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After a decade hiatus, Blackalicious returns to Seattle

photo by Justin Duerkopp

photo by Justin Duerkopp

There is a difference between artists who are really good, and artists who are bona-fide masters. Those in the former category who have exercised the energy to get really good, possess an aura of hard-earned proficiency that is keenly felt by those around them.

Masters, on the other hand, have also put in considerable work to become what they are; yet the effort is undetectable by the average lay person. When you see them in action, it’s jaw droppingly effortless.Β  Gift of Gab, the emcee half of Blackalicious, is one such artist. He is the quintessential emcee’s emcee . . . and the lucky crowd at Nuemos got to witness a true master at work.

DJ Indica Jones started things off right, playing a great set of old school and golden age rap tunes that got the growing crowd warmed up. It was a lot of fun watching Jones dance his ass off while spinning jams. Bobbing and twitching over the 1s and 2s like an manic funkateer, it was obvious he was having a blast up there.

This was followed by a very energetic set from Seattle’s own Spekulation. Recently praised for his productions of “Bout That Action” and “Home Of the Mighty,” Spek’s been a local to watch in the last year or so. It was apparent he’s no slouch on the mic either, deftly rhyming over the bombastics provided by his live band. Another hometown rapper-on-the-rise, Jamil Suleman joined Spek for a crowd pleasing cut that showed their easy chemistry on-stage. Once Paolo Escobar jumped onstage to perform “Home of the Mighty,” the crowd got amped. At one point during the song, Escobar let out a primal church howl that was quite awesome to behold. We will be hearing more from this vocalist.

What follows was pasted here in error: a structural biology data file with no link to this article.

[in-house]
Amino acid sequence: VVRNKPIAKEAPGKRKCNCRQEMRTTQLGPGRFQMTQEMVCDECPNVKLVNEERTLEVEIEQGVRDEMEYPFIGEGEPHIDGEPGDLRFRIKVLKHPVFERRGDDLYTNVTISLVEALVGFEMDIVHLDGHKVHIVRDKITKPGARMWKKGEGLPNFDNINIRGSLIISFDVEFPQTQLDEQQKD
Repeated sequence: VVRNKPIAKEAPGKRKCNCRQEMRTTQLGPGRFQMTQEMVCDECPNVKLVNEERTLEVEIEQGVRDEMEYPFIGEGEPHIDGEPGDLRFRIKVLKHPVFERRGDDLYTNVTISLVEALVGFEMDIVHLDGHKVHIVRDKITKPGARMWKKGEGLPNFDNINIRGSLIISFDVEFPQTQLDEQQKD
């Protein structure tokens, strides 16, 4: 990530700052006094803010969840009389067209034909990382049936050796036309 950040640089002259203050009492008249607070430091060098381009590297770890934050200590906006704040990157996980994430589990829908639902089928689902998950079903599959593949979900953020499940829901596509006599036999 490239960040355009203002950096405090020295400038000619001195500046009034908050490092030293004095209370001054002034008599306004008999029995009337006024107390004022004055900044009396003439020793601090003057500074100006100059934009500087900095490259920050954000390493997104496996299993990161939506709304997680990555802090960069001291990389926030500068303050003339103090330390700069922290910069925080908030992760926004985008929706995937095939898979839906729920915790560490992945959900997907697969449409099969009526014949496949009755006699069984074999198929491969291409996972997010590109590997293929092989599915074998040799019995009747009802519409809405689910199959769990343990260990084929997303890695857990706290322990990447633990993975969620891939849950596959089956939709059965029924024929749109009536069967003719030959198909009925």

Portland’s Vursatyl then came on and won over the venue with his showmanship and witty crowd work. Fresh off a new release, Vursatyl more than holds his own on the mic, and treated the crowd with several displays of rhyme skill that had the crowd hollering for more. It turns out he’s also a pretty good singer.

By the time Blackalicious hit the stage, the crowd was primed. Gift didn’t waste any time either, launching into “Blacka,” the opener off Imani Vol 1, their new LP. Gift then cruised over familiar selections from previous classics, The Craft, Blazing Arrow and Nia, that his core fans in the crowd ate up en masse.

It was astonishing to see the level of breath control Gift still possesses despite having survived recent kidney failure and dialysis three times-per-week. There were a few times Gift had to rest on a chair on stage while watching his Quannum Projects cohorts (Lateef The Truthspeaker, Jumbo and Vursatyl) wreck shop while he reserved energy between songs. He went instantly back in alpha-rap mode whenever he touched the mic, however, with particularly dazzling performances of “On Fire Tonight” and “Alpha and Omega” off the new album. After the sound tech adjusted Gift’s mic volume (it had been a little low the first half of the set), the Quannum crew hopped onstage to launch into a 12-minute freestyle mini-set, with each emcee showing off their skill at improvised rhyme. Gift won MVP here by rhyming off the top of his head non stop for at least five minutes, bending and molding verbiage at will, switching deliveries like an auctioneer on amphetamines.

The night’s highlight came when Blackalicious launched into their seminal cut, “Make You Feel That Way.” The crowd roared when the opening sample hit the speakers, with everyone’s hand raised high and singing loudly along whenever the infectious chorus hit. Released in 2002, when Gen Xers were getting sick of how decadent rap had become, and Generation Y was becoming cognizant enough to appreciate their older siblings’ taste, “Make You Feel That Way” is a sleeper masterpiece that instantly gives one the warm and fuzzies whenever it comes on.Β  It’s just one of those songs.

With Seattle being the last stop on their current US tour, Blackalicious and the Quannum crew didn’t let road weariness detract them from putting on a fantastic hip hop performance that had more than a few rappers in the crowd taking notes.

Stayed tuned for SMI’s interview with Gift Of Gab coming very soon!

Carradin Michel is a Seattle native who spent his youth constantly stealing his older brother's Maxell cassettes, all dubbed with rap music from LA and New York. Those early tapes, along with a weekly soundtrack provided by Nasty Ness's Rap Attack radio show, caused him to fall hard for Hip Hop music and it's culture. He believes the Pacific Northwest has one of the freshest hiphop scenes in the world and wants to shine a brighter spotlight on it by documenting it's rich talent.